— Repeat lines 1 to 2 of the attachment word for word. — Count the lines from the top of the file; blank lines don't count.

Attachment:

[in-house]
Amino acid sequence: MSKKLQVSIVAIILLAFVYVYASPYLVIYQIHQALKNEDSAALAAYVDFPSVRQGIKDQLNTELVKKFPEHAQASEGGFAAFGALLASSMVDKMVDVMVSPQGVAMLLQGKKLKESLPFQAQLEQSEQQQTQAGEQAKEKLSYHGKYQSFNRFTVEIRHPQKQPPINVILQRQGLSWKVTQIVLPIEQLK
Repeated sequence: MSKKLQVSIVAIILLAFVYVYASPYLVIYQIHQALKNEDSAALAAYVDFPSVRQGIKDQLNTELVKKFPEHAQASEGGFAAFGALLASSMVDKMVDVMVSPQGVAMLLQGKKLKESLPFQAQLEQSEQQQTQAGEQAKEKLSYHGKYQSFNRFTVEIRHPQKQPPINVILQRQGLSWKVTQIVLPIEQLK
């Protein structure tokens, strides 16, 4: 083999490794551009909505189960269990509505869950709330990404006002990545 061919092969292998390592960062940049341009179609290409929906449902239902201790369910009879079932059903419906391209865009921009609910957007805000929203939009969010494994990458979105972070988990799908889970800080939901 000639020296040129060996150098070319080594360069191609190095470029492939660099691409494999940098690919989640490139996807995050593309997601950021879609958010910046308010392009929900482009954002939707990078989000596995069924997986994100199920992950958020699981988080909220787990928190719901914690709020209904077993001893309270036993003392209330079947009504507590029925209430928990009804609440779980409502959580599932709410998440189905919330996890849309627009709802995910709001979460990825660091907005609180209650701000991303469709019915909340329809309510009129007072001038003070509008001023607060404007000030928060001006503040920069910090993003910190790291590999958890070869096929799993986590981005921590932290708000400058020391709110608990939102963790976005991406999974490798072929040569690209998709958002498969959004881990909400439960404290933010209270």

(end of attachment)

[in-house]
Amino acid sequence: MSKKLQVSIVAIILLAFVYVYASPYLVIYQIHQALKNEDSAALAAYVDFPSVRQGIKDQLNTELVKKFPEHAQASEGGFAAFGALLASSMVDKMVDVMVSPQGVAMLLQGKKLKESLPFQAQLEQSEQQQTQAGEQAKEKLSYHGKYQSFNRFTVEIRHPQKQPPINVILQRQGLSWKVTQIVLPIEQLK